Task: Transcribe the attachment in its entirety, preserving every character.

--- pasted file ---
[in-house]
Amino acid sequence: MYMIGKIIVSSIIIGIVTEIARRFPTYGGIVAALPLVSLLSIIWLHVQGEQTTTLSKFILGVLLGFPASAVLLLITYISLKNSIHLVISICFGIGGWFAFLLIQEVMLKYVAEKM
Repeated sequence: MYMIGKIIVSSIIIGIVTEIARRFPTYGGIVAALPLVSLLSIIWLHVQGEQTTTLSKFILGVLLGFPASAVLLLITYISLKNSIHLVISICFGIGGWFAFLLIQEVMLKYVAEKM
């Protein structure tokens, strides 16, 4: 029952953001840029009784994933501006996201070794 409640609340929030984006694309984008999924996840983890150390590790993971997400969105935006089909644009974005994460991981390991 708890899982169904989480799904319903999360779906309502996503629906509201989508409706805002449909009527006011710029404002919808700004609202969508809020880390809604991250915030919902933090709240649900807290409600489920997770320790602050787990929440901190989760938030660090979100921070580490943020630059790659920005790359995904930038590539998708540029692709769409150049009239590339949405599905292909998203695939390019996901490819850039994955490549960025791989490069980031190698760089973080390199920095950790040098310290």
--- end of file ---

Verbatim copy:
[in-house]
Amino acid sequence: MYMIGKIIVSSIIIGIVTEIARRFPTYGGIVAALPLVSLLSIIWLHVQGEQTTTLSKFILGVLLGFPASAVLLLITYISLKNSIHLVISICFGIGGWFAFLLIQEVMLKYVAEKM
Repeated sequence: MYMIGKIIVSSIIIGIVTEIARRFPTYGGIVAALPLVSLLSIIWLHVQGEQTTTLSKFILGVLLGFPASAVLLLITYISLKNSIHLVISICFGIGGWFAFLLIQEVMLKYVAEKM
């Protein structure tokens, strides 16, 4: 029952953001840029009784994933501006996201070794 409640609340929030984006694309984008999924996840983890150390590790993971997400969105935006089909644009974005994460991981390991 708890899982169904989480799904319903999360779906309502996503629906509201989508409706805002449909009527006011710029404002919808700004609202969508809020880390809604991250915030919902933090709240649900807290409600489920997770320790602050787990929440901190989760938030660090979100921070580490943020630059790659920005790359995904930038590539998708540029692709769409150049009239590339949405599905292909998203695939390019996901490819850039994955490549960025791989490069980031190698760089973080390199920095950790040098310290």